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40 B.U. L. Rev. 312 (1960)
Torts - Gross Negligence

handle is hein.journals/bulr40 and id is 318 raw text is: BOSTON UNIVERSITY LAW REVIEW

sustained by the ultimate user of the soap, despite lack of privity, is
quite similar to that of the court in the instant case. However, the
authorities relied upon in Worley, except for three, are decisions allow-
ing such liability only in the sale of food and drugs. The three cases
concerning sale of other articles, namely, shatterproof glass,24 in-
secticide25 and cigars26 are not of such import to be cited as showing the
trend of modern authority.
The court in the instant case has taken a big step toward upsetting
the rule of caveat emptor in the area of warranties, and adoption of a
similar approach by other courts would essentially make the manu-
facturer an insurer of its product. The requirement that the product in
question be one which, if improperly manufactured, would be inherently
dangerous, in order to find liability without privity, is a transparent one,
as almost anything could be included in this category.
It is interesting to note, in view of the husband-wife relationship,
that a similar result as that in the instant case would be reached under
the Uniform Commercial Code. The Code extends a seller's warranty
whether express or implied . . . to any natural person who is in the
family or household of . . . [the] buyer ....
TORTs-GRoss NEGLIGENCE. McAllister v. Maltais, 154 A.2d 456
(N.H. 1959).
Defendant and the two plaintiffs' were proceeding at 50 or 60 miles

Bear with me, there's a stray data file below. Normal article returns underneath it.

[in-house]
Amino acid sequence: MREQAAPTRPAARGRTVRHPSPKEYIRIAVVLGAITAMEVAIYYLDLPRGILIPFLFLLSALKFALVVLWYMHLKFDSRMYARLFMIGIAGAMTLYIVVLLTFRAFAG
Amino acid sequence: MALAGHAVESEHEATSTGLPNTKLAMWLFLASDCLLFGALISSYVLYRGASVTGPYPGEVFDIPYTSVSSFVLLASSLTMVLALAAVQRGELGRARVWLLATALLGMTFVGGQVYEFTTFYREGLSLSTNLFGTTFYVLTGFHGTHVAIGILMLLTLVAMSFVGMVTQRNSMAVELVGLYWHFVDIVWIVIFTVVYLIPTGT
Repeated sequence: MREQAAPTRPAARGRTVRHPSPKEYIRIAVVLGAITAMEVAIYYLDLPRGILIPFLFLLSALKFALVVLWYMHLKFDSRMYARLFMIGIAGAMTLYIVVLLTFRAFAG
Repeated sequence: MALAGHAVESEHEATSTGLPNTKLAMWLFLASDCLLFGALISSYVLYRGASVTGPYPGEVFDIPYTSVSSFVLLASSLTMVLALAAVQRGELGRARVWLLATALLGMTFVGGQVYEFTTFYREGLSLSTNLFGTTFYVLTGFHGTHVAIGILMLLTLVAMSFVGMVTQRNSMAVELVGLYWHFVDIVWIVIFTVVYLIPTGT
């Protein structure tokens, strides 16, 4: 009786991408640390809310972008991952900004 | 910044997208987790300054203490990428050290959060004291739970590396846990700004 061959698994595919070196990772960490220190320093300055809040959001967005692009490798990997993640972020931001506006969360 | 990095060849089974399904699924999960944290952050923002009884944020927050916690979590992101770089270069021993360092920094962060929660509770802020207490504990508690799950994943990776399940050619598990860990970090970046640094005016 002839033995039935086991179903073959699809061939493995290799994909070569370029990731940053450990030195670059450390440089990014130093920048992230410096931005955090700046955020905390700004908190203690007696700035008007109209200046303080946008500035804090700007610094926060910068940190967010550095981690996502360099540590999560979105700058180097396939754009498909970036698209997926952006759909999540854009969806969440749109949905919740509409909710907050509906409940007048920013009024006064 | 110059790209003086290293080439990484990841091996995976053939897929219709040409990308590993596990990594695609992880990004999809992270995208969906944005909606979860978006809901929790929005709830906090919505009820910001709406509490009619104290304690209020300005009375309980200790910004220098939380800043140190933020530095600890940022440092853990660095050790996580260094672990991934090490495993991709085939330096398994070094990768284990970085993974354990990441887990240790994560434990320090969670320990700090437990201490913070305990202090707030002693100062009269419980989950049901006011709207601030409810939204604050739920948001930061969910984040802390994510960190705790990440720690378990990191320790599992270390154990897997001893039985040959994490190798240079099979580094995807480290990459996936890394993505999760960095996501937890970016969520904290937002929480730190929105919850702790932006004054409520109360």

per hour along a route which was unfamiliar to the defendant. He had
been warned previously by one of the plaintiffs, the only person in
the party familiar with the road, that it was narrow and curvy.
Rain and sleet caused ice to form on the windshield, but the defendant
24 Baxter v. Ford Motor Co., supra note 19.
25 Simpson v. American Oil Co., 217 N.C. 542, 8 S.E.2d 813 (1940). This
case might be distinguished from B. F. Goodrich v. Hammond on the ground that
the manufacturer printed an express warranty on the side of the can containing the
26 Dow Drug v. Nieman, 57 Ohio App. 190, 13 N.E.2d 130 (1936). In this case
the plaintiff proceeded on both negligence and breach of implied warranty
against the retailer and wholesaler. The jury found for the wholesaler, but
against the retailer with whom plaintiff was in privity. On appeal by plaintiff
from judgment for the wholesaler, the court affirmed. The court did not hold
that a vendor could be liable to a subvendor in warranty, but rather based its
affirmance on the fact that both theories of recovery were submitted to the jury,
and thus, there was no prejudice to the plaintiff.
27 Uniform Commercial Code § 2-318.
1 Defendant was driving his son-in-law's car and the two plaintiffs who were
with him at the time of the accident were his daughter and granddaughter-in-law.
They each maintained separate actions for ordinary negligence and gross negli-
gence. Their husbands sued for consequential damages.

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